8. Sean B Says:

    JB, Jesse Jackson is going to support Obama. And I’m pretty sure Big Worm is going to run again for the nomination, so that someone can pay attention to him.

  9. Donna Locke Says:

    The ethnic-identity groups. You see the same exclusive principle, discrimination, and name-calling at work.

  10. bob Says:

    Sean and Donna,
    I agree that “he’s not a real Christian” is especially insulting, just like saying . . . oh, just off the top of my head . . . that Clarence Thomas, Condi Rice, or Colin Powell aren’t real blacks. So you’re both probably right about the occasional actions of some “ethnic identity groups” playing the “he’s not a real (fill in the blank)”.

    That’s the first step of the puzzle. The second is to see what the reaction of the Democratic base was to the charge.

    I find the right’s overwhelming reaction against Dobson to be interesting. It’s like a reverse-Souljah moment: Instead of a party leader calling a fringe element of its base on the carpet, this was an example of the base calling out a leader of a sympathetic fringe group.

    Thanks also for bringing to mind the Kerry example. It will be interesting to see if Republicans will next time jump to a Democrat’s defense when one of theirs is called not Christian enough.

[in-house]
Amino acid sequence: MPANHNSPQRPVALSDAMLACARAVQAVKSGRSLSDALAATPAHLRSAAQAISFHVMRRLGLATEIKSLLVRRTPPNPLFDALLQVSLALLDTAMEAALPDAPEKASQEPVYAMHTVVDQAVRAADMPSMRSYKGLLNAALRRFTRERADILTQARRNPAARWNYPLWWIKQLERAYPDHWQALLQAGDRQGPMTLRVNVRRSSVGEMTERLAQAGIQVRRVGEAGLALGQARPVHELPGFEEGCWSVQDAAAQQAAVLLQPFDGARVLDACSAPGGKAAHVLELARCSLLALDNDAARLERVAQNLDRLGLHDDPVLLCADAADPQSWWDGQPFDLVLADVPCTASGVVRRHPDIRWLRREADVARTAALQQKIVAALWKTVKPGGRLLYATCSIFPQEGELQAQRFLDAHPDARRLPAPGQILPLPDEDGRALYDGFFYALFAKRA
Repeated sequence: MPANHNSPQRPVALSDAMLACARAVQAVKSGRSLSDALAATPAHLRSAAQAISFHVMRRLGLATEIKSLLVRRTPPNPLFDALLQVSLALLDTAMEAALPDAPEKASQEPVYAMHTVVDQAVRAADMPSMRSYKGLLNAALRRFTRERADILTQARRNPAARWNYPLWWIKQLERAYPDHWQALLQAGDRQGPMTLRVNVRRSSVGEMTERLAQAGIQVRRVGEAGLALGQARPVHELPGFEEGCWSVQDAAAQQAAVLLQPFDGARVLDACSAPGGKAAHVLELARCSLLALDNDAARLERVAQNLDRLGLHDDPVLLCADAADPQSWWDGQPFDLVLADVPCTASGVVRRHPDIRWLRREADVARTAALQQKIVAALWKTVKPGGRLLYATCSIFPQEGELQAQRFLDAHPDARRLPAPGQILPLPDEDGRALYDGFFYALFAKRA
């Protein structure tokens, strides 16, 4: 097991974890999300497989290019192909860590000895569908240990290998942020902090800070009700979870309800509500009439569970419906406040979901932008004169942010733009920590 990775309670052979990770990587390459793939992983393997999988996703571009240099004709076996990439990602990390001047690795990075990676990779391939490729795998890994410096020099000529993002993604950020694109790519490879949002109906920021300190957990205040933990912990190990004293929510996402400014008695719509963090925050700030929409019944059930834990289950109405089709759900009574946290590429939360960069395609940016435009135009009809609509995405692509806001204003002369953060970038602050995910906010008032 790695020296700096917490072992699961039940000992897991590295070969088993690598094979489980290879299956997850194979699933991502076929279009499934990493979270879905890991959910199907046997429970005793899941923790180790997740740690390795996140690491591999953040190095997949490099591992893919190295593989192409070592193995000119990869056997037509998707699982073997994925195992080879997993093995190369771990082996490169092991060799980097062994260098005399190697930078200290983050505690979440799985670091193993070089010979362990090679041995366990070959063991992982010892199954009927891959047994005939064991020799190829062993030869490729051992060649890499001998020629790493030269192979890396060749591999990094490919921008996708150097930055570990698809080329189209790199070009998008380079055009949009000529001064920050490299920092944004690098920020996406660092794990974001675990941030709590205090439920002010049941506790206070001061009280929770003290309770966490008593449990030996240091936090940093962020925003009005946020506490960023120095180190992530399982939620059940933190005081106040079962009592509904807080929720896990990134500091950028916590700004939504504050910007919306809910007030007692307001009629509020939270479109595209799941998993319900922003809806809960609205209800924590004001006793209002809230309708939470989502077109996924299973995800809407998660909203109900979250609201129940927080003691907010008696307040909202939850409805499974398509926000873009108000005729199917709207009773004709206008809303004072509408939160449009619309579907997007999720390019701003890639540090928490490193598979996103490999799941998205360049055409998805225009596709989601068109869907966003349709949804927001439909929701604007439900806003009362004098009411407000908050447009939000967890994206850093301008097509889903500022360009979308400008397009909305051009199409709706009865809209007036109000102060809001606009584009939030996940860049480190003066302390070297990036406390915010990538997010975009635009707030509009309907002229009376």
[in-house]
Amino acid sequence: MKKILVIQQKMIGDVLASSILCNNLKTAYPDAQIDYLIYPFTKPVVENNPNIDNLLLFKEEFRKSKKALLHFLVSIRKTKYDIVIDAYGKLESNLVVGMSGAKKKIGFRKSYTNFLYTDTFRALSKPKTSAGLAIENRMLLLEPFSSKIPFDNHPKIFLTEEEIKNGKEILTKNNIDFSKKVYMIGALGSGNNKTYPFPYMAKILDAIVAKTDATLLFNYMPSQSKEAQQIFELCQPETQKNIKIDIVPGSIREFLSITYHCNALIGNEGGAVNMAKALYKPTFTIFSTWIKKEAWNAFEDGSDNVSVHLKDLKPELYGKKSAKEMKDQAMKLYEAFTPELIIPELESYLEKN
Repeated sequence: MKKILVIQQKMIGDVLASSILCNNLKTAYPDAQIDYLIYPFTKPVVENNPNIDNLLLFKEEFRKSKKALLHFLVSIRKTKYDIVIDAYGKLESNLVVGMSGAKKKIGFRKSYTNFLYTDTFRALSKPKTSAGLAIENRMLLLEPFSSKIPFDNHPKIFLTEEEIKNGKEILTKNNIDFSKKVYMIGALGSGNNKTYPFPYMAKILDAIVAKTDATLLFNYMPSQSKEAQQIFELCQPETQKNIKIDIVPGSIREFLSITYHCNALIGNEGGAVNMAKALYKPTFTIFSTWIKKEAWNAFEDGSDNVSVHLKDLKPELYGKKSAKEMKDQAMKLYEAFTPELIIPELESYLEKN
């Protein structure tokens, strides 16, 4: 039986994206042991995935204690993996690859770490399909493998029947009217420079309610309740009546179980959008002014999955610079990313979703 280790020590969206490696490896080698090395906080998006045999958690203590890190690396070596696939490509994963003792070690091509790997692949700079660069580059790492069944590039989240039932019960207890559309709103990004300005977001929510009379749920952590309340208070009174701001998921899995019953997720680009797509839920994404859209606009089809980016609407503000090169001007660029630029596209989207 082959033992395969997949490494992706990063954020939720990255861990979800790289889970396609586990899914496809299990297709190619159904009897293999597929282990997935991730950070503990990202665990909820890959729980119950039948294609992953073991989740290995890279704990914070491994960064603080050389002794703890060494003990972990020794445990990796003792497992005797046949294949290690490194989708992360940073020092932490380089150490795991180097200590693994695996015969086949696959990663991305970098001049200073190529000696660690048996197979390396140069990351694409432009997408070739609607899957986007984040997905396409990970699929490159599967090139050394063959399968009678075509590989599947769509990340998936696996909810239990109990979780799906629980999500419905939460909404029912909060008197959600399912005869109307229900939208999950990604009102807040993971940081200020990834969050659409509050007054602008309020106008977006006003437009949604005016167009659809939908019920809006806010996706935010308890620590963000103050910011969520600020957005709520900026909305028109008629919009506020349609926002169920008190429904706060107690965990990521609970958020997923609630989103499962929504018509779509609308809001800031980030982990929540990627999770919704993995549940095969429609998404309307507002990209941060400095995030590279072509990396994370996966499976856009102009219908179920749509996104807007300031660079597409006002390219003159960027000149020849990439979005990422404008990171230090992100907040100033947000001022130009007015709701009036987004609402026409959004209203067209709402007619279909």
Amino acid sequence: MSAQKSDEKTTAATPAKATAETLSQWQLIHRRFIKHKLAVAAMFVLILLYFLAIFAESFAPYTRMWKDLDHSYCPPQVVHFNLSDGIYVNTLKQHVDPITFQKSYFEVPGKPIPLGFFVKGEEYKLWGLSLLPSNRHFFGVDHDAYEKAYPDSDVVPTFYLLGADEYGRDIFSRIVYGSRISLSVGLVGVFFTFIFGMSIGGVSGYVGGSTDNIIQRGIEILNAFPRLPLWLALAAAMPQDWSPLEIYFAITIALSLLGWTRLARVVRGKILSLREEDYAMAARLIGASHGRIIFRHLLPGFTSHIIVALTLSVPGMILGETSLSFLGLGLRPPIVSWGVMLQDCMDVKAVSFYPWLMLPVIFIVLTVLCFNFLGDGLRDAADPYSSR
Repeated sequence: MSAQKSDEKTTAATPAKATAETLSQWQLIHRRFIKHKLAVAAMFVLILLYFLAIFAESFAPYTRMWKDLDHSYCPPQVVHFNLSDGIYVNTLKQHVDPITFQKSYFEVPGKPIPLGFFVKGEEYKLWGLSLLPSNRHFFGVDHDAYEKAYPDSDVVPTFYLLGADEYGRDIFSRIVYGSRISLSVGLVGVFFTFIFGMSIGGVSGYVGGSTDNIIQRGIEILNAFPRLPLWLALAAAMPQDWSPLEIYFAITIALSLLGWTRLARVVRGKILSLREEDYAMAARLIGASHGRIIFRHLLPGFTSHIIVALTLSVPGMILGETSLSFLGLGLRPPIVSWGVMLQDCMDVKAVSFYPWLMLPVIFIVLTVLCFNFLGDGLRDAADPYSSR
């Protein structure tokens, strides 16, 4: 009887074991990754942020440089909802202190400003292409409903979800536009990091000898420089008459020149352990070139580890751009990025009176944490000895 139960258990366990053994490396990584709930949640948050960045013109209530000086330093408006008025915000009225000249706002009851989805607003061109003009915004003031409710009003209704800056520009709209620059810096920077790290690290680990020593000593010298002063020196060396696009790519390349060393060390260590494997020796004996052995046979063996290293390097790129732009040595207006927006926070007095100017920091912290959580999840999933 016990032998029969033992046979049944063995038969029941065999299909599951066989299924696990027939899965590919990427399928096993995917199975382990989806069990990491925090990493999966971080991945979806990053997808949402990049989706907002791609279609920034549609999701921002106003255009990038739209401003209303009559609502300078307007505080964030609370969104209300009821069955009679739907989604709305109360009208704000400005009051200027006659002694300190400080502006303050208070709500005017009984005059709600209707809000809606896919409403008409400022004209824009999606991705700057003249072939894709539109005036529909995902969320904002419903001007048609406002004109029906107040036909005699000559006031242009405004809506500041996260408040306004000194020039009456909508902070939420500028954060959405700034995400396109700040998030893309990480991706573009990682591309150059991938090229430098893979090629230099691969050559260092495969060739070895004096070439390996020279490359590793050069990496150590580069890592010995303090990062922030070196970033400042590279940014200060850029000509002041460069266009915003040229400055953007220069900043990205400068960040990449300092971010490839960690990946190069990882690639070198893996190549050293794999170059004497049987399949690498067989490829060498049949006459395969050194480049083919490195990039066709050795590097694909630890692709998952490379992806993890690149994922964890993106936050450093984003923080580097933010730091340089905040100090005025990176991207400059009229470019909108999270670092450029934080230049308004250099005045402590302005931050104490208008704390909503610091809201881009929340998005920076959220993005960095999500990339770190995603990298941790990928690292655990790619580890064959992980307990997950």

11. sadcox Says:

    I wouldn’t be surprised if there are shots fired at Dem candidates later in this campaign for not being “green enough”. I’ll even go so out on a limb and say that our own good ol’ boy from Tennessee (Gore, not Thompson) will the one either making these claims or having them made about him.

  12. Mick Wright Says:

    Jim Wallis

  13. Sean B Says:

    Mick, well first I’d say that Jim Wallis has far less power than does Dobson. But having said that, has Wallis ever said that someone wasn’t a Christian because they didn’t worship or believe the same way he did? I know he has questioned the priorities of some of the Evangelical Right, but I’ve never heard him say they weren’t Christians.

  14. Mick Wright Says:

    Jim Wallis has plenty of political leverage, a best selling book, multiple blog circles, speaking tours, a magazine, an email list and an audience with prominent Democrats. Wallis routinely questions the obedience of certain political Christians, particularly those on the right. You don’t have to read much of his stuff, or do much reading between the lines, to see how he questions the Christianity of many. And he speaks with the authority of “God’s Politics” in order to beat his conservative opposition into submission.

  15. Sean B Says:

    I agree that he questions their values, but I’ve never heard him say they aren’t Christians.